Jules **
It really gives you an appreciation for what a unicorn of a movie E.T. was when you see a fumbling attempt to try to capture the same magic. In this genial science-fiction drama, septuagenarian widower Milton Robinson (Ben Kingsley) lives in a small Pennsylvania town, occupying his time with airing petty grievances at the city council meetings. Then a flying saucer crash-lands in Milton’s backyard, with the alien pilot—a creature he begins to refer to as Jules (veteran stunt performer Jade Quon)—becoming an unexpected houseguest. Screenwriter Gavin Steckler actually finds a somewhat ingenious angle on his alien-visitation story, with Milton and his two senior-citizen friends (Jane Curtin and Harriet Sansom Harris) turning the expressionless Jules into a stand-in for the other human contact missing from their lonely lives, in much the same way E.T. became a stand-in for Elliott’s absent father. But while Harris does get a heartbreaking moment of vulnerability, Kingsley delivers far too remote a performance to provide an emotional connection, as though the confusion of Milton’s early-stages dementia were his only defining personality trait. And then there are the rushed, half-hearted efforts to include a government conspiracy into the mix, distracting from the central ideas. It’s a disappointing execution of the idea that a space explorer could remind people how much they just want those they care about to phone home. Available Aug. 11 in theaters. (PG-13)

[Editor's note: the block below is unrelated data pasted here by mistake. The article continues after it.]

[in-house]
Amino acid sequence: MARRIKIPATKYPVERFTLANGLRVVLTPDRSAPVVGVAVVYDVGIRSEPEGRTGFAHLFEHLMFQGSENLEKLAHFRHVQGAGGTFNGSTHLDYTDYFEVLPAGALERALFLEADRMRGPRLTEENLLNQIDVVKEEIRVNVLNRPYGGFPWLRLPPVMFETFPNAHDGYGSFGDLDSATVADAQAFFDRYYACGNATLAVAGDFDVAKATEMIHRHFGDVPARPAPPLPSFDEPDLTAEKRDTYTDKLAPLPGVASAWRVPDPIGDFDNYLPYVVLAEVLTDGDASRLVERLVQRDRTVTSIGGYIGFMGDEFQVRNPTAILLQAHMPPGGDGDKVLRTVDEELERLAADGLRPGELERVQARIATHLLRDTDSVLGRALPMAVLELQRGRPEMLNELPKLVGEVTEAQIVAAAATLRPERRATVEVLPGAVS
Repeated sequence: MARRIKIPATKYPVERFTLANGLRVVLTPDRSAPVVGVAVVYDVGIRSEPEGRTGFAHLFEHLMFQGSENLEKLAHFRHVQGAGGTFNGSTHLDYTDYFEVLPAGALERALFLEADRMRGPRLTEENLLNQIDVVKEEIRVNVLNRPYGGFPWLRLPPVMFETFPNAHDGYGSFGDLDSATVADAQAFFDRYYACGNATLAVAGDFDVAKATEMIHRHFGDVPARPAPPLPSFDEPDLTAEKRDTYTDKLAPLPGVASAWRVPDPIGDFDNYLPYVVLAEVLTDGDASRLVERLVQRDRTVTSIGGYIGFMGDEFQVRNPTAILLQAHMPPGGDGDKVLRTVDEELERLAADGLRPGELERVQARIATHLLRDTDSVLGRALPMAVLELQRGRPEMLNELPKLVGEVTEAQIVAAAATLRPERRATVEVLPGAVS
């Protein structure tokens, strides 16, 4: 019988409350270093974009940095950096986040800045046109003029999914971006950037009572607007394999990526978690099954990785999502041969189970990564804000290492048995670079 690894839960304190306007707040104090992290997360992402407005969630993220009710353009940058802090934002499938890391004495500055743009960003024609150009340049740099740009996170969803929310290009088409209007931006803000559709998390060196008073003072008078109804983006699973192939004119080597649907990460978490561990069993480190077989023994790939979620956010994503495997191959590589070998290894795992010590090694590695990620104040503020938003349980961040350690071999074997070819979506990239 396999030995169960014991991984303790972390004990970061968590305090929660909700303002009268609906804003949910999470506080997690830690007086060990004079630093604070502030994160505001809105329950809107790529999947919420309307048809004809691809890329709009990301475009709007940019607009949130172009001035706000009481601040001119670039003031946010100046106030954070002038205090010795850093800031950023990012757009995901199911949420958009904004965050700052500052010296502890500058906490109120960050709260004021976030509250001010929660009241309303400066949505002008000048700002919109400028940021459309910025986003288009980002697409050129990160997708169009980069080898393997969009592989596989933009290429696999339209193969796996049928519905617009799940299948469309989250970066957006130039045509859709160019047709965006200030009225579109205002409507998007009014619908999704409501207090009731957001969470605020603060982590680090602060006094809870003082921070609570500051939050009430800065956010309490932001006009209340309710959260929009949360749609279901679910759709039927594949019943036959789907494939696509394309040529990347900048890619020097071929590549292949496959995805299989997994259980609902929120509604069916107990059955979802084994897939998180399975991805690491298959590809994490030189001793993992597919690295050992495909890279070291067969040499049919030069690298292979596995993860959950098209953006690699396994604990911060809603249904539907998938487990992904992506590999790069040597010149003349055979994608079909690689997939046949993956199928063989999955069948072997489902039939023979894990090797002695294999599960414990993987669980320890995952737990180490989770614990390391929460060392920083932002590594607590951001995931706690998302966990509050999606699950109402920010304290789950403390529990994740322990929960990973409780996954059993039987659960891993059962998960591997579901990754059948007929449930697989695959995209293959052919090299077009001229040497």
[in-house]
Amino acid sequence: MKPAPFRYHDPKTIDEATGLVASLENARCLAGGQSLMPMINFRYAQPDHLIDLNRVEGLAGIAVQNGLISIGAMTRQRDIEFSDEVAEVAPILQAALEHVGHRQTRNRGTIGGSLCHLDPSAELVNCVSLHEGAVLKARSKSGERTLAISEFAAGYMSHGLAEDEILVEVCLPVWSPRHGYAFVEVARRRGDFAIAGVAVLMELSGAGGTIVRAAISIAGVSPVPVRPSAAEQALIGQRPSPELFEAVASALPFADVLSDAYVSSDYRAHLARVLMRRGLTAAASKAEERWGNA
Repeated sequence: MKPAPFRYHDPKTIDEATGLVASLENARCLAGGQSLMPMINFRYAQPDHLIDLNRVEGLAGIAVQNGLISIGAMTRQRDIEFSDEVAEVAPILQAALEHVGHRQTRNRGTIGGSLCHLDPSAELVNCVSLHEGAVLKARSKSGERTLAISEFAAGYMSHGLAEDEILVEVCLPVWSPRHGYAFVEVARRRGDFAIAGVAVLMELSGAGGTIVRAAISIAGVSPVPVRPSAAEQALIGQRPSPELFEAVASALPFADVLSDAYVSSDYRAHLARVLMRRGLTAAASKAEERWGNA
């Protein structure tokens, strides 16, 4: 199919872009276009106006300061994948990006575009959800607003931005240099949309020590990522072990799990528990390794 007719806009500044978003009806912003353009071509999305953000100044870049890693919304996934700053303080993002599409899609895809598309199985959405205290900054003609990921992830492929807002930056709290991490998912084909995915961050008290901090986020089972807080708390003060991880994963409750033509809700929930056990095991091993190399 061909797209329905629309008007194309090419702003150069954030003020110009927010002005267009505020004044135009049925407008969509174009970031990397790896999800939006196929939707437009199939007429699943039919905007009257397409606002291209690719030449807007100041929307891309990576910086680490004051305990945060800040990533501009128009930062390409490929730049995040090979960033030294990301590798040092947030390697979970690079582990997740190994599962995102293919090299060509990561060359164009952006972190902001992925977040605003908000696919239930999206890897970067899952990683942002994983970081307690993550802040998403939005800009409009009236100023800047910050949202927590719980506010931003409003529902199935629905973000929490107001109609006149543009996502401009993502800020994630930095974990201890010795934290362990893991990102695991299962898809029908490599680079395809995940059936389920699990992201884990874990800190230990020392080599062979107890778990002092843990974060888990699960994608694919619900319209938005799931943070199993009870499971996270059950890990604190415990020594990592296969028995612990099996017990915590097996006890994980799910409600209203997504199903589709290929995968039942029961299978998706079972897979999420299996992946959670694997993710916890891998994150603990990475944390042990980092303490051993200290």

Lakota Nation vs. United States ***
See feature review. Available Aug. 11 at Broadway Centre Cinemas. (NR)

The Last Voyage of the Demeter **1/2
Director André Øvredal tries to walk the knife’s edge between satisfying multiplex horror flick and faithful adaptation of a usually-omitted chapter from Bram Stoker’s Dracula, and the result isn’t quite effective enough at either one. It’s the story of the Russian schooner chartered in 1897 to bring some strange cargo from Romania to England—Spoiler alert: It’s the crate containing a certain iconic vampire—as told from the perspective of the newly-arrived ship’s physician, Clemens (Corey Hawkins). Øvredal oversaw one of the best confined-space horror movies of recent years in 2016’s The Autopsy of Jane Doe, and here he makes effective use of the ship’s shadowy corners and storm-tossed decks as hiding places for his scuttling, bat-winged version of Dracula (Javier Botet), while not skimping on the R-rating-earning gore and carnage. But the screenwriting team also wants to craft something serious and doom-laden, mixing the racism faced by Clemens as an educated Black man and a Romani woman’s (Aisling Franciosi) experience as a victim of Dracula with almost absurdly portentous stuff like the ship’s captain (Liam Cunningham) announcing that he’s retiring after this voyage. At a certain point, it might have been wiser for everyone involved to decide, “Yeah, sure, this is based on a literary classic, but let’s just make a cool monster movie.” Available Aug. 11 in theaters. (R)